Formative Assessment 101 – Introduction

This video will provide you with the information you will need to understand the intended audience, guiding questions, organization, and proposed uses of the four modules in Micro-Course 1 as well as how Micro-Course 1 relates to the modules in Micro-Course 2. Both micro-courses focus on learning acceleration using formative assessment processes in the classroom.

Watch the Video

Presenter

Developed by Carla Evans & Jeri Thompson
National Center for the Improvement of Educational Assessment

Transcript

Welcome to the Introduction to Micro-Course 1. This module will provide you with the information you will need to understand the intended audience, guiding questions, organization, and proposed uses of the four modules in Micro-Course 1 as well as how Micro-Course 1 relates to the modules in Micro-Course 2. Both micro-courses focus on learning acceleration using formative assessment processes in the classroom and were created by the California Collaborative for Educational Excellence and the Center for Assessment.

Micro-Course 1 is specifically designed for K-12 classroom educators, particularly those new to the profession or who have less background knowledge and experiences in assessment purposes and uses, as well as experienced K-12 classroom educators. We will discuss how Micro-Course 1 and 2 relate on slide 8.

Micro-Course 1 is designed around guiding questions that are often asked by educators such as:

  • How do I know what my students are supposed to be learning?
  • How do I identify what my students know and can do before, during and after instruction?
  • How do I identify my students’ unfinished learning and accelerate learning to address achievement gaps?
  • How do I adjust my instruction to better meet student learning strengths and needs?

The micro-course includes four modules. The first module begins with an overview of the formative assessment process and serves as an introduction to key concepts for novice educators. Module 2 and 3 both address identifying where the learner is now using quick formative pre-assessments (Module 2) and formative assessment strategies during or after instruction (Module 3). Module 4 focuses on how teachers can close the gap between where students are now and where they need to go by adjusting instruction to better meet students’ needs.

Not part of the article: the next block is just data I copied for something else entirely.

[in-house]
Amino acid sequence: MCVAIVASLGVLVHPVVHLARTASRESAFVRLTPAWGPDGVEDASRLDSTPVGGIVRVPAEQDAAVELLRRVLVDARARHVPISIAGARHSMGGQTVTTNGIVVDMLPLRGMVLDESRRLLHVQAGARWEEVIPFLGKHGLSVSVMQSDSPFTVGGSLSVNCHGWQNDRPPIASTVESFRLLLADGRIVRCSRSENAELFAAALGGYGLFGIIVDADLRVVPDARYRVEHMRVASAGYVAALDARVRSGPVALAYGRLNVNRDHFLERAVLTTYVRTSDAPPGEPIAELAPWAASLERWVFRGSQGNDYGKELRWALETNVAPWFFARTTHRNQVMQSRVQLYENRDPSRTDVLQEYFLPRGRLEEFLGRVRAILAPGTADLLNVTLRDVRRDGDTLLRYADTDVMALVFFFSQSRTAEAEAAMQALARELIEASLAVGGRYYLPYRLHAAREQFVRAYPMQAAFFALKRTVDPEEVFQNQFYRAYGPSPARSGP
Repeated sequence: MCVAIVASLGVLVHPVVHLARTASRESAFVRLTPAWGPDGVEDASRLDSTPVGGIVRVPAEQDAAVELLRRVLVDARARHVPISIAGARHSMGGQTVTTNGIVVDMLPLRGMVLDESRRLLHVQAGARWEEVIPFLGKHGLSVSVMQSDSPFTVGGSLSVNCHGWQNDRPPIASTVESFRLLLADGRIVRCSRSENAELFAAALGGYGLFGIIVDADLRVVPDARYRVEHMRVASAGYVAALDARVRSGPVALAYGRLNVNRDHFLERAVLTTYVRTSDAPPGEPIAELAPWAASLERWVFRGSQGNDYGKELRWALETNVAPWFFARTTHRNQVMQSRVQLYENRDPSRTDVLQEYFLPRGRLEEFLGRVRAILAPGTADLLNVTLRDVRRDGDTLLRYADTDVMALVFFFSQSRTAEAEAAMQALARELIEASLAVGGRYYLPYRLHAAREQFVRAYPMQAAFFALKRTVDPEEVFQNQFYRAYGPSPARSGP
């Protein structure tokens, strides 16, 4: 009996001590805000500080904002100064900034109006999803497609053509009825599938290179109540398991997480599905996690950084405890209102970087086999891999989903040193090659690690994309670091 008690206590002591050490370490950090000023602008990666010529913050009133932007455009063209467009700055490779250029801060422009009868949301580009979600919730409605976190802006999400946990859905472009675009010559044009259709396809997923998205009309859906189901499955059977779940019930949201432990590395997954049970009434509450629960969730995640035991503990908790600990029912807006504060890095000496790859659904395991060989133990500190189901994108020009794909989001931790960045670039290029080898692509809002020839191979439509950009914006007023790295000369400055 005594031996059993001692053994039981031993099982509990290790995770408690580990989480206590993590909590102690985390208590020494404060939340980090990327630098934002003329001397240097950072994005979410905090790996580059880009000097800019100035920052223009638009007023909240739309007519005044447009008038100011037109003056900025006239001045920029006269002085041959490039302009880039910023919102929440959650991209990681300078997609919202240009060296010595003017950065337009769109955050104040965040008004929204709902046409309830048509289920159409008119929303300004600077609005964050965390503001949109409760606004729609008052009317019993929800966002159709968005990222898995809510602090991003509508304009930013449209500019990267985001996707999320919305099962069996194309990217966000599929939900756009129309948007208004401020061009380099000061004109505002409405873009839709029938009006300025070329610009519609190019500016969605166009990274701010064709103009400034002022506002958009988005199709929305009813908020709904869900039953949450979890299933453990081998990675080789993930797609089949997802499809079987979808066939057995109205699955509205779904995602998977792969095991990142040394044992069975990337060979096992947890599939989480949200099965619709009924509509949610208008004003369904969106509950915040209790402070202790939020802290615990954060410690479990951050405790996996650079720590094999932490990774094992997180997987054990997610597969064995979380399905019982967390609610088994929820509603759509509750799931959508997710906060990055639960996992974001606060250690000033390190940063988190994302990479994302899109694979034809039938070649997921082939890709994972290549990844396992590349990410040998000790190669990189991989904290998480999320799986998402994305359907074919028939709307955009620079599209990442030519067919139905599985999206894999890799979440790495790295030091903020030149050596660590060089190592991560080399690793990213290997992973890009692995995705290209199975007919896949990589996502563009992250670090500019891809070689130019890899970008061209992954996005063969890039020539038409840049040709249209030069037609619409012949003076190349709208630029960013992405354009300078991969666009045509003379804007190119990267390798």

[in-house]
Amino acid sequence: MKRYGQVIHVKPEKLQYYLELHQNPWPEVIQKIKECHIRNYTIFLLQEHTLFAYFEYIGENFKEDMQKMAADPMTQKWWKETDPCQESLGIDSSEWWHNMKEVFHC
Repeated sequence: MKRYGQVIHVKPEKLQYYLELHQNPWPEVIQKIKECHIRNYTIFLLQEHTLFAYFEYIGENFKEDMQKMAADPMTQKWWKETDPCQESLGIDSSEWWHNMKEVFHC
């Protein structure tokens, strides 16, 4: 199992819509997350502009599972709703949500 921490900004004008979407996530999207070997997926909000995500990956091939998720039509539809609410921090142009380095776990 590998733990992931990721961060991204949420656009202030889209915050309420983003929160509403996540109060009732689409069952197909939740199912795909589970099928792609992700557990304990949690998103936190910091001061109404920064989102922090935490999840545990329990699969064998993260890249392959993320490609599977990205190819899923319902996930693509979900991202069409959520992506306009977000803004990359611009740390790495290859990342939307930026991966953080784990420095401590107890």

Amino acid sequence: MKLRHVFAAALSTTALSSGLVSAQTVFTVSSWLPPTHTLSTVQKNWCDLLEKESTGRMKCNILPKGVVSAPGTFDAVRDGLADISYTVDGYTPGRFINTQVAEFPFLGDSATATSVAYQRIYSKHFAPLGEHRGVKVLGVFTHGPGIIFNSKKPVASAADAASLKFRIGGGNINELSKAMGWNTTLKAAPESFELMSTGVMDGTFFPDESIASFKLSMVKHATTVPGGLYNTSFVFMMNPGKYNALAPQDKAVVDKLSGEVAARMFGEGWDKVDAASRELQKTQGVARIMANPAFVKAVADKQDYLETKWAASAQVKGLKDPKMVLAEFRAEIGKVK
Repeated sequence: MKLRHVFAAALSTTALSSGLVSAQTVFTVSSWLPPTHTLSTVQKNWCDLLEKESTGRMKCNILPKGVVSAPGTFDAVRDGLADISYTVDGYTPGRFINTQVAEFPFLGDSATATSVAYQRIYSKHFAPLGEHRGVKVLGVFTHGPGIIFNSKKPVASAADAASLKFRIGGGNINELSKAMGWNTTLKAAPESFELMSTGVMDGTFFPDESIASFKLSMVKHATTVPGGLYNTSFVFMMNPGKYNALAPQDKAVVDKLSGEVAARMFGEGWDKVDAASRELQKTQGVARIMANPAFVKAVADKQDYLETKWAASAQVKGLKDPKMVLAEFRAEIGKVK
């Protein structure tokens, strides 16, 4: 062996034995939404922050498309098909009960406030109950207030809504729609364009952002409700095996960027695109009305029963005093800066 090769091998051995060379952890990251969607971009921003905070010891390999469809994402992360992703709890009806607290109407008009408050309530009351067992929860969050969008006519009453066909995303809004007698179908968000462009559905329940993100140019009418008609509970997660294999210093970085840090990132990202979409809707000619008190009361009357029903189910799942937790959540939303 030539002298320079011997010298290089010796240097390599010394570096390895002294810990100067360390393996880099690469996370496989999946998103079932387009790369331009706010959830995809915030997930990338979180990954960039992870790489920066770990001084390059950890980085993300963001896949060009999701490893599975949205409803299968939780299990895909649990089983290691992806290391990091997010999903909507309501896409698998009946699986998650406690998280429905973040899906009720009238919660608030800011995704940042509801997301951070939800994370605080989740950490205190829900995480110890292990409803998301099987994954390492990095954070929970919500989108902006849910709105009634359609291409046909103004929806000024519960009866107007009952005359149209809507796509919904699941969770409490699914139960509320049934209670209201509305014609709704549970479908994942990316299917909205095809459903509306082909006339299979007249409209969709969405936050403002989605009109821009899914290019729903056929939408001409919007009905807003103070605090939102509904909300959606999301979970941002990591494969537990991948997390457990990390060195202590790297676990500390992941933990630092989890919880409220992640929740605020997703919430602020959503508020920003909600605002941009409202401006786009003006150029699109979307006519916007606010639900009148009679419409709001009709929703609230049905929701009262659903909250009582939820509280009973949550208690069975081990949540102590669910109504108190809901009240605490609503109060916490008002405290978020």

Each of the four modules has a pre-recorded video presentation that is between 15-25 minutes long, as well as hyperlinks within the presentation handouts to additional resources and materials. Because the modules are intended to support educator reflection and changes to formative instructional/assessment practices, each module includes interactive elements such as: 

  • A warm up question;
  • Embedded pause and reflect (or discuss) questions;
  • And final reflection questions and/or application activities

The modules were created to be used in a couple of different ways. Individual teachers can listen and watch the pre-recorded video presentations to build their professional knowledge and skills around classroom assessment literacy. Teachers could select the modules of most interest to them and complete them in any order, or complete all modules in order. The modules are stand alone, meaning they were not designed such that you have to do them in order or complete all of them. However, there is a coherent sequence of learning developed across the modules in each strand and some modules depend on understanding concepts from a previous module.

Second, and more ideal in terms of fostering discussion and learning from others, the modules were created to be 15-25 minutes in length so they could be viewed by groups of teachers within/across schools during professional learning communities, team meetings, or other grade/content specific teams of teachers. We know these types of ‘during the school day’ meetings typically last around 40-45 minutes. Therefore, the modules were created so that they could be watched and then discussed within that block of time. Groups may decide to pause and discuss the video content at any point during the video. We believe it is crucial that teachers have time to process, discuss, and apply the material reviewed in each module in collaborative and collegial environments.  Individual teachers can then respond to the reflection questions and perhaps share their applications and lingering questions at the beginning of the next PLC or team meeting.

Micro-Course 2 is designed to expand the concepts in Micro-Course 1. For example, the overview in Micro-Course 2 provides a more advanced (or complete) framework for thinking about formative assessment processes.

In summary, Micro-Course 1 in the blue boxes addresses part of the formative assessment processes for newer teachers; whereas, Micro-Course 2 provides a more advanced and complete examination of formative assessment processes. The second micro-course also addresses where the learner is going, [click enter] how to involve students and their peers, and [click enter] providing feedback that moves student learning forward. Taken together, these two micro-courses provide a solid foundation for formative assessment processes for any K-12 classroom educator. The modules do not need to be completed in order, but as stated previously, the concepts do logically build upon one another.

Accompanying Materials & Resources

Share with Others

Facebook
Twitter
Pinterest
LinkedIn

At a Glance

For You

Related Resources

Meaning-Making

Experts from the California Subject Matter Project (CSMP) share 3 meaning-making strategies you can use to engage students in your classroom.

Scroll to Top

Help Us Improve!

Please help us improve the resources we offer you by answering two quick questions:​